Assistive Technology

teacher and little girl w/ AT ipad device

What is assistive technology? 

Assistive technology (AT) is any kind of technology that can be used to enhance the independence of a person with a disability. AT helps to level the playing field by providing them a way to fully engage in life’s activities. AT devices are tools to help overcome challenges and enable people living with disabilities to enhance their quality of life and lead more independent lives.

What does the law say about AT?

Assistive technology is defined in Individuals with Disabilities Education Act (IDEA) as both the AT device and the training/support to choose and use an AT device.

  • Devices―any item, piece of equipment, or product system that is used to increase, maintain, or improve the functional capabilities of a child with a disability (excludes a medical device that is surgically implanted, or the replacement of such device).
  • Services―directly assists a child with a disability in the selection, acquisition, or use of an assistive technology device.

Besides IDEA, there are other assistive technology laws to help individuals access AT.

How does this fit into the IEP process?

Because assistive technology has so many benefits, all IEP teams are to consider the need for assistive technology. Any needs identified should be reflected in the Present Level Academic Achievement and Functional Performance (PLAAFP) statement in the IEP.

Start the process by requesting an assistive technology evaluation (sample AT request) . If you disagree with the evaluation, you have the right to an Independent Educational Evaluation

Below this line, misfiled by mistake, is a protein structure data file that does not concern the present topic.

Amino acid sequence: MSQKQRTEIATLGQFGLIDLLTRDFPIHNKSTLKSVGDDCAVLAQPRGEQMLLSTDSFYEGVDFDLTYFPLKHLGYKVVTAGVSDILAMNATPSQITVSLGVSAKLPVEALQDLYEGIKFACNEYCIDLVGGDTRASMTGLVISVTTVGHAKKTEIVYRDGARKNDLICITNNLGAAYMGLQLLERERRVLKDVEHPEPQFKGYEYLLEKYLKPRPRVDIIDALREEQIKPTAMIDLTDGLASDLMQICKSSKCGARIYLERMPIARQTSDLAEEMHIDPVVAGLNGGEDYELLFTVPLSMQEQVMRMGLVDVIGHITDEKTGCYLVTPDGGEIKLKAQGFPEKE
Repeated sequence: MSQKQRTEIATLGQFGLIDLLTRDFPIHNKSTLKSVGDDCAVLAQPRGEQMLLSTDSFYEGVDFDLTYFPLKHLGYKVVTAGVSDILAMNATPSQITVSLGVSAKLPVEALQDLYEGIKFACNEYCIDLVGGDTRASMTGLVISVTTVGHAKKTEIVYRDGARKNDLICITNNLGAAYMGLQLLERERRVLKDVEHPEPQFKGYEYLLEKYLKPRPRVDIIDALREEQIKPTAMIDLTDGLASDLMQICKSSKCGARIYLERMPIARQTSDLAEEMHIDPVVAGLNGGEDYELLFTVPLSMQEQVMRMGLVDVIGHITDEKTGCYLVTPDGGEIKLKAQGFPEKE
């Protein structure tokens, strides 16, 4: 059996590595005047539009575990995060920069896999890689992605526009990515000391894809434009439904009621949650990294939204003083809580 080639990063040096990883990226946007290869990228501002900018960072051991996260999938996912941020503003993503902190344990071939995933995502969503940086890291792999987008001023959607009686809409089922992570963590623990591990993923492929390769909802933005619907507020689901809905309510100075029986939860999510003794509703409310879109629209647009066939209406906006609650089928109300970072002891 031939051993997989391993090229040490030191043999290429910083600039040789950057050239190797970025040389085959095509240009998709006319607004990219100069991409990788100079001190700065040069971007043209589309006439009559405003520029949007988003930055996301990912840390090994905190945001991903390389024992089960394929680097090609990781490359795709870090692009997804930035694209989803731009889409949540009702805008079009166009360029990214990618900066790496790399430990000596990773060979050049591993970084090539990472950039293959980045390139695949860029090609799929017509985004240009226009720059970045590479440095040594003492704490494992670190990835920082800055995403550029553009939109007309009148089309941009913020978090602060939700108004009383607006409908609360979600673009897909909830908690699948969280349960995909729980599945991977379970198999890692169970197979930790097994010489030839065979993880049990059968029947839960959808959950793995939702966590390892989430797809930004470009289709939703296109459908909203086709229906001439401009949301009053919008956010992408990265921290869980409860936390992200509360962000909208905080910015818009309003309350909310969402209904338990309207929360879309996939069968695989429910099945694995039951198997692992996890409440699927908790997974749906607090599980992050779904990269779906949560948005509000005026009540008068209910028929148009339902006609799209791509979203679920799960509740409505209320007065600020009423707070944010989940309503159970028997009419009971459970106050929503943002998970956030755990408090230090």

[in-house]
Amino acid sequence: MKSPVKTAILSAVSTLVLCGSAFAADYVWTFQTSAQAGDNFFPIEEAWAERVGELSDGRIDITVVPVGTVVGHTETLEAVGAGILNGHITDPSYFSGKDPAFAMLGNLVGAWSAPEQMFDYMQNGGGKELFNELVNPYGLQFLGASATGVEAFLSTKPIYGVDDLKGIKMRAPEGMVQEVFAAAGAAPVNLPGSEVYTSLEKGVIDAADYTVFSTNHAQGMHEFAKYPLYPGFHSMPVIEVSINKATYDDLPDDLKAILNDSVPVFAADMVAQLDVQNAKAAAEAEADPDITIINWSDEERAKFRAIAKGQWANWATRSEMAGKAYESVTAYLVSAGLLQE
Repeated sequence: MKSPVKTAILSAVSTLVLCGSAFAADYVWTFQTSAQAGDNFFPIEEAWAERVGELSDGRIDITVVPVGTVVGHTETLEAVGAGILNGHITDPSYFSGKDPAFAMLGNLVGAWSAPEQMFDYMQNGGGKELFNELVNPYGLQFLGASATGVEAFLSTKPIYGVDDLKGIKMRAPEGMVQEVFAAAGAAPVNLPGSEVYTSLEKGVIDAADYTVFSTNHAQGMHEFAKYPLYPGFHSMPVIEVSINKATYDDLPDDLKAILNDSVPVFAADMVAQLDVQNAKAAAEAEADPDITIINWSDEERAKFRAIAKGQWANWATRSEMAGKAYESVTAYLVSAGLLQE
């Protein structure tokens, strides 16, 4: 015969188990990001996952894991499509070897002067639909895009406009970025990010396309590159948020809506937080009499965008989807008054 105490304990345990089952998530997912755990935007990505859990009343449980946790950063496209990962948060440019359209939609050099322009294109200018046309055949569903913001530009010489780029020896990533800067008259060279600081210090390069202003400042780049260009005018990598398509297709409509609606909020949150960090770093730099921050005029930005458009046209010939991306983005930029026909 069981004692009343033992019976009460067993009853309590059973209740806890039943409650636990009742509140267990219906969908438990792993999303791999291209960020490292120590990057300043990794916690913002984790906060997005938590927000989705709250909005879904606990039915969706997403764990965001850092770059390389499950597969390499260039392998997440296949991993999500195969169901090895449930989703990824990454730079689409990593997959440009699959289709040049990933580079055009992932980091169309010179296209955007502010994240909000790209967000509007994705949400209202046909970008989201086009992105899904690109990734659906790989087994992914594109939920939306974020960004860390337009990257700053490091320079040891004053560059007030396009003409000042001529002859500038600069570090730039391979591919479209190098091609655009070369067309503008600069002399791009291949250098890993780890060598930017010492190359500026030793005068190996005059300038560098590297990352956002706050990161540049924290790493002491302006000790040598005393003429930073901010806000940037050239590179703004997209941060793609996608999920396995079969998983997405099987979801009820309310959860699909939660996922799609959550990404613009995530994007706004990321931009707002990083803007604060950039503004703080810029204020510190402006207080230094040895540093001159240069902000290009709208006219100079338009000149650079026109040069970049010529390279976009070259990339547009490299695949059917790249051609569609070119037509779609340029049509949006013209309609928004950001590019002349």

What should be included in the evaluation?

To determine the assistive technology needs of a child, an AT evaluation should assess the child’s strengths as well as areas of weakness. 

What about a communication device?

Students who have difficulty expressing themselves may require an alternative way to communicate.  Communication systems, strategies, and tools that replace or supplement natural speech are known as augmentative and alternative communication (AAC).

What about AT for teens and young adults?

It is important for teens and young adults to be part of the selection of AT that will help them at school and in life

These resources can help identify challenges technology can address.

More about Transition

What help is available in Michigan?

In Michigan, we have Alt+Shift, a statewide project focusing on assistive technology, universal design, and accessibility. Resources available on their website include

Additional Organizations and Initiatives in Michigan

Organizations related to assistive technology:

  • Learning Ally (previously known as Recording for the Blind & Dyslexic) a non-profit volunteer organization operating nationwide. It produces and maintains a library of educational accessible audiobooks to people who cannot effectively read standard print because of visual impairment, dyslexia or other disability.
  • Bookshare, ensuring that all individuals with print disabilities have equal access to print materials. Bookshare is free for all U.S. students with qualifying disabilities.
  • Center for Implementing Technology in Education identifies evidence-based practices for integrating instructional technology to support the achievement of all students.

Assistive Technology Considerations for Your Student 


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